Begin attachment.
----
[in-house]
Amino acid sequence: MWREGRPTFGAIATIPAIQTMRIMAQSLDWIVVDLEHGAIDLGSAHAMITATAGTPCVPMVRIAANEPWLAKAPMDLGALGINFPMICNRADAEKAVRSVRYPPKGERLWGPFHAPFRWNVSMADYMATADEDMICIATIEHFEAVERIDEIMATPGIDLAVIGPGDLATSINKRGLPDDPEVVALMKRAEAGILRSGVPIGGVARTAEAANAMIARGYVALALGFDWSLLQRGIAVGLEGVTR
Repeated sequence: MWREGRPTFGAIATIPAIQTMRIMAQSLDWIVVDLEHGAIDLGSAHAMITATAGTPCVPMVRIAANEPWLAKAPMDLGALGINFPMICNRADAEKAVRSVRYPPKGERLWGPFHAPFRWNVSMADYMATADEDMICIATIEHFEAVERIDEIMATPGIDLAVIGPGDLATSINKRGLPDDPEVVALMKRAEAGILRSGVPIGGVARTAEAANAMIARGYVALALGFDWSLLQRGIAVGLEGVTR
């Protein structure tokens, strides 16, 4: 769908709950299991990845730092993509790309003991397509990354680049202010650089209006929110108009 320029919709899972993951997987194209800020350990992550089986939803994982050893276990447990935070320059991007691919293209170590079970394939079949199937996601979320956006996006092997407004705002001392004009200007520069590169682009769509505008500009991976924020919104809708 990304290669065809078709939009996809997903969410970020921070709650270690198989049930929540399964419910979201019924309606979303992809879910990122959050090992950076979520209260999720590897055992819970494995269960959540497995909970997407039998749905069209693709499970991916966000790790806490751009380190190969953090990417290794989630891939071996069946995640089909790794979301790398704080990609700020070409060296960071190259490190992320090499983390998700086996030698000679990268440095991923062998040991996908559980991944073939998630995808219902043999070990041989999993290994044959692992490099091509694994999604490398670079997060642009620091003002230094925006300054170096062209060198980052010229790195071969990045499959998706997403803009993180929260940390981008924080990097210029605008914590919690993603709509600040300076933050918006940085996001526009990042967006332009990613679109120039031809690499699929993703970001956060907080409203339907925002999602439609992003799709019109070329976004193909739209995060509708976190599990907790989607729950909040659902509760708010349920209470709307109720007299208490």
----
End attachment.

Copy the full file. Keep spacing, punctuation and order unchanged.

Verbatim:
[in-house]
Amino acid sequence: MWREGRPTFGAIATIPAIQTMRIMAQSLDWIVVDLEHGAIDLGSAHAMITATAGTPCVPMVRIAANEPWLAKAPMDLGALGINFPMICNRADAEKAVRSVRYPPKGERLWGPFHAPFRWNVSMADYMATADEDMICIATIEHFEAVERIDEIMATPGIDLAVIGPGDLATSINKRGLPDDPEVVALMKRAEAGILRSGVPIGGVARTAEAANAMIARGYVALALGFDWSLLQRGIAVGLEGVTR
Repeated sequence: MWREGRPTFGAIATIPAIQTMRIMAQSLDWIVVDLEHGAIDLGSAHAMITATAGTPCVPMVRIAANEPWLAKAPMDLGALGINFPMICNRADAEKAVRSVRYPPKGERLWGPFHAPFRWNVSMADYMATADEDMICIATIEHFEAVERIDEIMATPGIDLAVIGPGDLATSINKRGLPDDPEVVALMKRAEAGILRSGVPIGGVARTAEAANAMIARGYVALALGFDWSLLQRGIAVGLEGVTR
């Protein structure tokens, strides 16, 4: 769908709950299991990845730092993509790309003991397509990354680049202010650089209006929110108009 320029919709899972993951997987194209800020350990992550089986939803994982050893276990447990935070320059991007691919293209170590079970394939079949199937996601979320956006996006092997407004705002001392004009200007520069590169682009769509505008500009991976924020919104809708 990304290669065809078709939009996809997903969410970020921070709650270690198989049930929540399964419910979201019924309606979303992809879910990122959050090992950076979520209260999720590897055992819970494995269960959540497995909970997407039998749905069209693709499970991916966000790790806490751009380190190969953090990417290794989630891939071996069946995640089909790794979301790398704080990609700020070409060296960071190259490190992320090499983390998700086996030698000679990268440095991923062998040991996908559980991944073939998630995808219902043999070990041989999993290994044959692992490099091509694994999604490398670079997060642009620091003002230094925006300054170096062209060198980052010229790195071969990045499959998706997403803009993180929260940390981008924080990097210029605008914590919690993603709509600040300076933050918006940085996001526009990042967006332009990613679109120039031809690499699929993703970001956060907080409203339907925002999602439609992003799709019109070329976004193909739209995060509708976190599990907790989607729950909040659902509760708010349920209470709307109720007299208490």